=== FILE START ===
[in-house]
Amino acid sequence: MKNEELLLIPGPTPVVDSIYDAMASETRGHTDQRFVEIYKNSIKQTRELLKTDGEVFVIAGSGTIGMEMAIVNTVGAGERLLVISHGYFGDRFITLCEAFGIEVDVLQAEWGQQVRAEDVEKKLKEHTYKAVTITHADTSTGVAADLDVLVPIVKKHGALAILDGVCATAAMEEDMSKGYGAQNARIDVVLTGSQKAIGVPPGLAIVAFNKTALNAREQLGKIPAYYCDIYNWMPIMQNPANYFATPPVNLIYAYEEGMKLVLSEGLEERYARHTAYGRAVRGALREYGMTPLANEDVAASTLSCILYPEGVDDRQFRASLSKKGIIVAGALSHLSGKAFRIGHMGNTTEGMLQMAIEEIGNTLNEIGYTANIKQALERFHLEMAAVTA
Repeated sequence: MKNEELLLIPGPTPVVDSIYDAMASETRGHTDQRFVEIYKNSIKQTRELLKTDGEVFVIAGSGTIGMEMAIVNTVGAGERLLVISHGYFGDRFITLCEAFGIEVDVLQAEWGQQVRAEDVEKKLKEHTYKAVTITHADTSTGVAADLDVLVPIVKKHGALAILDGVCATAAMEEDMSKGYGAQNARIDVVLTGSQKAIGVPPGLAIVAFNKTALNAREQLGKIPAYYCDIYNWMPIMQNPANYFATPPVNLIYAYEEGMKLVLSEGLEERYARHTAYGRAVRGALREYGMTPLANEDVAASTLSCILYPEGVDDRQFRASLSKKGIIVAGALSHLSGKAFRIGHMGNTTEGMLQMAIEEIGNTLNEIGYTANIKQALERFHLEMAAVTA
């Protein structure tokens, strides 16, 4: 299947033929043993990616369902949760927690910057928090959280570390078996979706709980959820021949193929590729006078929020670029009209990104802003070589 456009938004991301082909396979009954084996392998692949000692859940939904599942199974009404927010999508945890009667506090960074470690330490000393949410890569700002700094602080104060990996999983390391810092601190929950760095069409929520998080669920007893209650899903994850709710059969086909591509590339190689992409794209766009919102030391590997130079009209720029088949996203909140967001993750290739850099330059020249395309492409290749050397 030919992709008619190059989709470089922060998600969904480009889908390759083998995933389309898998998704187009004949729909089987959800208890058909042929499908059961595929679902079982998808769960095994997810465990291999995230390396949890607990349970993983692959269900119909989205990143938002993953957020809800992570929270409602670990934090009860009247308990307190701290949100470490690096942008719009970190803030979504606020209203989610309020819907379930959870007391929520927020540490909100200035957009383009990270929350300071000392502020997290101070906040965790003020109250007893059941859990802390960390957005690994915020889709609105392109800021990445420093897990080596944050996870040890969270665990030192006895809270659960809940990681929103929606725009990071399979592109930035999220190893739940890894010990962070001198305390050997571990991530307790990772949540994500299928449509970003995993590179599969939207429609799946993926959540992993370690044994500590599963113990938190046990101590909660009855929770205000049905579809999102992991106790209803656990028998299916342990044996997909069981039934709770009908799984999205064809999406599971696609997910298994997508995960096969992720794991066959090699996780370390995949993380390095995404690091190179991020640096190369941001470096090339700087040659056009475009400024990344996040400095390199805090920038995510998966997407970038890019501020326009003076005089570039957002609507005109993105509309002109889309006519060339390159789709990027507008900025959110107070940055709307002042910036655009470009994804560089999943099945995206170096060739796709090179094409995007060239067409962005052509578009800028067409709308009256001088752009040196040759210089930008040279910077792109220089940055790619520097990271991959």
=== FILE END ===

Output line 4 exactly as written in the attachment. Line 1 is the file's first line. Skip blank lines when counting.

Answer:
């Protein structure tokens, strides 16, 4: 299947033929043993990616369902949760927690910057928090959280570390078996979706709980959820021949193929590729006078929020670029009209990104802003070589 456009938004991301082909396979009954084996392998692949000692859940939904599942199974009404927010999508945890009667506090960074470690330490000393949410890569700002700094602080104060990996999983390391810092601190929950760095069409929520998080669920007893209650899903994850709710059969086909591509590339190689992409794209766009919102030391590997130079009209720029088949996203909140967001993750290739850099330059020249395309492409290749050397 030919992709008619190059989709470089922060998600969904480009889908390759083998995933389309898998998704187009004949729909089987959800208890058909042929499908059961595929679902079982998808769960095994997810465990291999995230390396949890607990349970993983692959269900119909989205990143938002993953957020809800992570929270409602670990934090009860009247308990307190701290949100470490690096942008719009970190803030979504606020209203989610309020819907379930959870007391929520927020540490909100200035957009383009990270929350300071000392502020997290101070906040965790003020109250007893059941859990802390960390957005690994915020889709609105392109800021990445420093897990080596944050996870040890969270665990030192006895809270659960809940990681929103929606725009990071399979592109930035999220190893739940890894010990962070001198305390050997571990991530307790990772949540994500299928449509970003995993590179599969939207429609799946993926959540992993370690044994500590599963113990938190046990101590909660009855929770205000049905579809999102992991106790209803656990028998299916342990044996997909069981039934709770009908799984999205064809999406599971696609997910298994997508995960096969992720794991066959090699996780370390995949993380390095995404690091190179991020640096190369941001470096090339700087040659056009475009400024990344996040400095390199805090920038995510998966997407970038890019501020326009003076005089570039957002609507005109993105509309002109889309006519060339390159789709990027507008900025959110107070940055709307002042910036655009470009994804560089999943099945995206170096060739796709090179094409995007060239067409962005052509578009800028067409709308009256001088752009040196040759210089930008040279910077792109220089940055790619520097990271991959």